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I have this simple perl daemon:

#!/usr/bin/perl

use strict;
use warnings;
use Proc::Daemon;

Proc::Daemon::Init;

my $continue = 1;

$SIG{TERM} = sub { $continue = 0 };
$SIG{USR1} = sub { do_process(1) };

# basic daemon                                                                                    

boxesd_log("started boxesd");

while ($continue) {
    do_process(0);
    sleep(30);
}

boxesd_log("finished boxesd");

exit(0);

# required subroutines                                                                            

sub do_process {
    my ($notified) = @_;
    boxesd_log("doing it $notified");
}

But there is something that is not working right.

When the daemon starts, it logs every 30 seconds without the notification as expected:

Sat Oct 30 21:05:47 2010 doing it 0
Sat Oct 30 21:06:17 2010 doing it 0
Sat Oct 30 21:06:47 2010 doing it 0

The problem comes when I send the USR1 signal to the process using kill -USR1 xxxxx. The output is not what I expect:

Sat Oct 30 21:08:25 2010 doing it 1
Sat Oct 30 21:08:25 2010 doing it 0

I get two continuous entries, one from the signal handling subroutine and another form the ever running loop. It seems as if the sleep gets interrupted whenever the USR1 signal is received.

What is going on?

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1 Answer 1

up vote 8 down vote accepted

The sleep is getting interrupted in the sense that your program will handle the incoming signal, but the loop will continue (going back to sleep) until a TERM signal is received. This is documented behaviour for the sleep() function:

May be interrupted if the process receives a signal such as "SIGALRM".

Note that if you need to sleep for 30 seconds, even if interrupted by a signal, you can determine the number of seconds slept and then sleep again for the remainder:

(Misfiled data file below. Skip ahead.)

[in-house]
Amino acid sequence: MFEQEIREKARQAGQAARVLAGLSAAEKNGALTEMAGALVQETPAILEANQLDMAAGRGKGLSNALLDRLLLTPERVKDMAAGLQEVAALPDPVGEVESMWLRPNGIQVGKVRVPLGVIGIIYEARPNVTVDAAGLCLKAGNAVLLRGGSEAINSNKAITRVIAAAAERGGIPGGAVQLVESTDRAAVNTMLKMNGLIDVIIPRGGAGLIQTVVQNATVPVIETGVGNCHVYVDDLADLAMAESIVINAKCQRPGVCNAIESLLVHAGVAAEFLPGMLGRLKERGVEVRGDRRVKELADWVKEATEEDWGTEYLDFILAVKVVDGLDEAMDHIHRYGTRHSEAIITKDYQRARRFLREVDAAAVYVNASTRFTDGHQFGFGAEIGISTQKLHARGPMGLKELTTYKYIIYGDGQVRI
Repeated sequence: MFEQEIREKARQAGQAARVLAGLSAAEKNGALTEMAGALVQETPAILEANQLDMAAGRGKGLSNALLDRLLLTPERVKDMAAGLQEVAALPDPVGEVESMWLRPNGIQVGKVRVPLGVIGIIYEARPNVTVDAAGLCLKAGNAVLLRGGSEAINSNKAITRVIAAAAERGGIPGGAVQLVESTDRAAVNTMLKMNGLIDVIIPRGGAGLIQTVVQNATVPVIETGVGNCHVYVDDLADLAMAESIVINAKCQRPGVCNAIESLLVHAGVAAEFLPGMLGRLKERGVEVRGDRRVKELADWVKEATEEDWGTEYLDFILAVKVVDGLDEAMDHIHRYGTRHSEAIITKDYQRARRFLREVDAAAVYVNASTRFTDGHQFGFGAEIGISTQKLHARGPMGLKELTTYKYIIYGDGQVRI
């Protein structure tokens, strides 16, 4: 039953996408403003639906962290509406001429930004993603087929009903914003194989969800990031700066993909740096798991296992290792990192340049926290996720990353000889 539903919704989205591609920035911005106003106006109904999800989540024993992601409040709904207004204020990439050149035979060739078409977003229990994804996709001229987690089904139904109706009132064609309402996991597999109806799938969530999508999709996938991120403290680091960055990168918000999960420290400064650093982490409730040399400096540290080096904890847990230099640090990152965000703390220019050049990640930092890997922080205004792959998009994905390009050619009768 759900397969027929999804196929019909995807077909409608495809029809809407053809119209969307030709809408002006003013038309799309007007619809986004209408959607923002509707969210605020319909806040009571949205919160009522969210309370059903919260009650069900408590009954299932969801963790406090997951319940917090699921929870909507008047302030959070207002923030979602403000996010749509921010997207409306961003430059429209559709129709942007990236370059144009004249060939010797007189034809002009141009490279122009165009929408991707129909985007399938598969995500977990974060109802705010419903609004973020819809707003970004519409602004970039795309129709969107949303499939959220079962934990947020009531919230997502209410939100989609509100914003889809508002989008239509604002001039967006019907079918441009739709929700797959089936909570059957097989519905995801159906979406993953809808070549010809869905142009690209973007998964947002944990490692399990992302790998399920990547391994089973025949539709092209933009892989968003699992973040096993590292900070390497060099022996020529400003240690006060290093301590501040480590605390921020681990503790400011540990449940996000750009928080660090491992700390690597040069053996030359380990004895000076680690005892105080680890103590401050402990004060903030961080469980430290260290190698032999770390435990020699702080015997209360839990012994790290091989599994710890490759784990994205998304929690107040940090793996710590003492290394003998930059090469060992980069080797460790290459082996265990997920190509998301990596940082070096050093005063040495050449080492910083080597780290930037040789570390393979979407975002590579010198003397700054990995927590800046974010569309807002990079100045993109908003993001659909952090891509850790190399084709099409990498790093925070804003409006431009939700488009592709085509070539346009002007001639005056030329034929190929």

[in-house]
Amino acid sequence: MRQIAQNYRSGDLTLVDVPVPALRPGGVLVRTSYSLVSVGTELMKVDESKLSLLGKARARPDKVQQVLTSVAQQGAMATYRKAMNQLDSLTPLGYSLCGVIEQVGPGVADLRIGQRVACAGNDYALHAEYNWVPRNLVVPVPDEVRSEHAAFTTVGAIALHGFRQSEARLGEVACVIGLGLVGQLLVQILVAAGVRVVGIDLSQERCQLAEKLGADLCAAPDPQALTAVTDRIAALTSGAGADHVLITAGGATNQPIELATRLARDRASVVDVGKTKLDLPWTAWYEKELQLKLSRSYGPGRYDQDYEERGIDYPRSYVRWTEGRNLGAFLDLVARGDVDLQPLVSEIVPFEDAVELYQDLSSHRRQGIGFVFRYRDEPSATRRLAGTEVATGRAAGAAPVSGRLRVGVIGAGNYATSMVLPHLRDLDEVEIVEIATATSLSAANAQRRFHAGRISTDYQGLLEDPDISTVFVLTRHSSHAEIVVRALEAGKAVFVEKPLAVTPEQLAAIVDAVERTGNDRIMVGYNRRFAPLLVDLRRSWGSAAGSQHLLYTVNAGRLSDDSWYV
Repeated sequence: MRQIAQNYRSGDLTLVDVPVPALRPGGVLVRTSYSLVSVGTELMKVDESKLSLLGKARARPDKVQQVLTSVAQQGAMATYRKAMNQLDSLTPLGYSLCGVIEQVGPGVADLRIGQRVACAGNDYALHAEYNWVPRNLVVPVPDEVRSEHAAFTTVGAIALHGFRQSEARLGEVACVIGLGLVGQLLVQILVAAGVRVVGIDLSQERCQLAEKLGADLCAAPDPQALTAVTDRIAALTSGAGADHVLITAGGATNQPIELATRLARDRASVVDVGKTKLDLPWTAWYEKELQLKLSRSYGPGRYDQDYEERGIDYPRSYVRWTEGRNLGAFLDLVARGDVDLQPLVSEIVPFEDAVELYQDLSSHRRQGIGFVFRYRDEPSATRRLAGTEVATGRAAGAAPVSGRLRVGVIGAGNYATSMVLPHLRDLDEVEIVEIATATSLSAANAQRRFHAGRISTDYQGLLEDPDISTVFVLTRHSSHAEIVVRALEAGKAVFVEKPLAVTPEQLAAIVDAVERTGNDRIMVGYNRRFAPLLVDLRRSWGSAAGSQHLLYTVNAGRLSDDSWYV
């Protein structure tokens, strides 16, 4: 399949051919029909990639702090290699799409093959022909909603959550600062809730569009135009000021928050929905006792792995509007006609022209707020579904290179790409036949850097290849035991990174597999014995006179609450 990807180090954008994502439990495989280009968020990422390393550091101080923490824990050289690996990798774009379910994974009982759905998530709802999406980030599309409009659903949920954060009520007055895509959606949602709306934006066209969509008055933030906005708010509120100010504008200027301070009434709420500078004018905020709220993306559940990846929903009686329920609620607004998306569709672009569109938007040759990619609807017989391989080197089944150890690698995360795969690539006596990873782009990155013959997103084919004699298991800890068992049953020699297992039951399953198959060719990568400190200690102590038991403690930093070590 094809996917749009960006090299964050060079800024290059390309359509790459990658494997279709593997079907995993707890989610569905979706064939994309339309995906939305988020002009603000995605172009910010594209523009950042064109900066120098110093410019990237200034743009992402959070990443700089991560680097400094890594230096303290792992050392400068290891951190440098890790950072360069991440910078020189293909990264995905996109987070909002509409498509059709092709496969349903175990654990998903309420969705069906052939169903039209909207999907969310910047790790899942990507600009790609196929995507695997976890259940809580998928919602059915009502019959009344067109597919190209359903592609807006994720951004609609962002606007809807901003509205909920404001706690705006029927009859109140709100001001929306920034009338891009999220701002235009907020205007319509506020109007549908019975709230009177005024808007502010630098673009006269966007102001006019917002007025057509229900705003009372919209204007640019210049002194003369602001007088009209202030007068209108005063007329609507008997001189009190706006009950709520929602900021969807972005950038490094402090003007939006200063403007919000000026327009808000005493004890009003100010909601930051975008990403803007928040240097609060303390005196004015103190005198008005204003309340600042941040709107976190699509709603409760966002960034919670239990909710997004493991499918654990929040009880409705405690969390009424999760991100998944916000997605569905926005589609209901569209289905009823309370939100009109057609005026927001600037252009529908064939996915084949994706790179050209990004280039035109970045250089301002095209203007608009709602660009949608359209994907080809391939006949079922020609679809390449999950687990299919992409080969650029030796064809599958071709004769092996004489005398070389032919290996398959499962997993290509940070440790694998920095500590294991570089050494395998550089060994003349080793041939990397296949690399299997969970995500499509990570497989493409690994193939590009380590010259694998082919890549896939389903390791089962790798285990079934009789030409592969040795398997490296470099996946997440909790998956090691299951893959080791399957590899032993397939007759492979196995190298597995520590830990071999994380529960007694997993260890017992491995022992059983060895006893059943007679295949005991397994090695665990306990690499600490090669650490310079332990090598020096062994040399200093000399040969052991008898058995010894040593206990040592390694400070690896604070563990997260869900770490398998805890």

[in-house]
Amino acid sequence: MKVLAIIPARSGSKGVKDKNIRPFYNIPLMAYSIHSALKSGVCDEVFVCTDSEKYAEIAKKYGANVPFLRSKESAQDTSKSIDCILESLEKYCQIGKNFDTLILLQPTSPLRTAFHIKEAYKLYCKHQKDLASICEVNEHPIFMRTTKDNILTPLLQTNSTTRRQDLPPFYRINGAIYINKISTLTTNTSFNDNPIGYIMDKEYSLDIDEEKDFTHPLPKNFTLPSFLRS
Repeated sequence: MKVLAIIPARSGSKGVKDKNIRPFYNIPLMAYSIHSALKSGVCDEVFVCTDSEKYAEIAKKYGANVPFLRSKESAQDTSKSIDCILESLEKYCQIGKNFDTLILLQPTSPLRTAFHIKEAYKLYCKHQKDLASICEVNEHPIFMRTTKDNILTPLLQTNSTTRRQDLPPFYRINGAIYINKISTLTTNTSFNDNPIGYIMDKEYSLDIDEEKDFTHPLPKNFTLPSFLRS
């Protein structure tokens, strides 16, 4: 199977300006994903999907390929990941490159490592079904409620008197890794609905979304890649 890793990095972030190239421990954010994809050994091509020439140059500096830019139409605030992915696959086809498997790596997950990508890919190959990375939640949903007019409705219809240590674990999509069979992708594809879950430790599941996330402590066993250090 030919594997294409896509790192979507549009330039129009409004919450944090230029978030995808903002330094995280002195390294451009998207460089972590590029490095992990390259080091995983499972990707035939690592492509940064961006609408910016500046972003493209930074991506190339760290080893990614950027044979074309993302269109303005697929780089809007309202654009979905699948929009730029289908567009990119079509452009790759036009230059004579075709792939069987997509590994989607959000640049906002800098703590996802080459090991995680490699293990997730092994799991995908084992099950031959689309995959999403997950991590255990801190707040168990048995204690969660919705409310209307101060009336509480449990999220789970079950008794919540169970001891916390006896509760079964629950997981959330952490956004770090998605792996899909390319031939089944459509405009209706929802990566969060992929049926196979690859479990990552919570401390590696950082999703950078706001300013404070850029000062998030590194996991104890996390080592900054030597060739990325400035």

while (1)
{
    my $actual = sleep(30);
    sleep(30 - $actual) if $actual < 30;
}

PS. You can read more about signal handling in perldoc perlipc, and in virtually any unix programming book by W. Richard Stevens. :)

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3  
You're not checking to see if your second sleep got interrupted too. To handle it correctly, you need a loop of some sort, not just an if. –  cjm Oct 30 '10 at 22:14
    
Er, the edited answer is an infinite loop. :( –  mark4o Oct 31 '10 at 5:58
    
@mark4o: infinite until a signal interrupts it, yes, which is generally what daemons do. (I removed the $continue variable for clarity, as it wasn't relevant to the core question of how sleep behaves in various conditions. Obviously one might want to make the actual code more complicated, e.g. sleeping again on a second interruption as cjm mentioned.) –  Ether Oct 31 '10 at 17:00
    
Oh I thought that loop was supposed to replace the sleep(30), not the whole main loop. In that case I agree with cjm, and also the call to do_process is missing. –  mark4o Oct 31 '10 at 20:55
    
@mark: I'm sure you can pretend that the do_process() call is where it is supposed to be :p –  Ether Nov 1 '10 at 2:08

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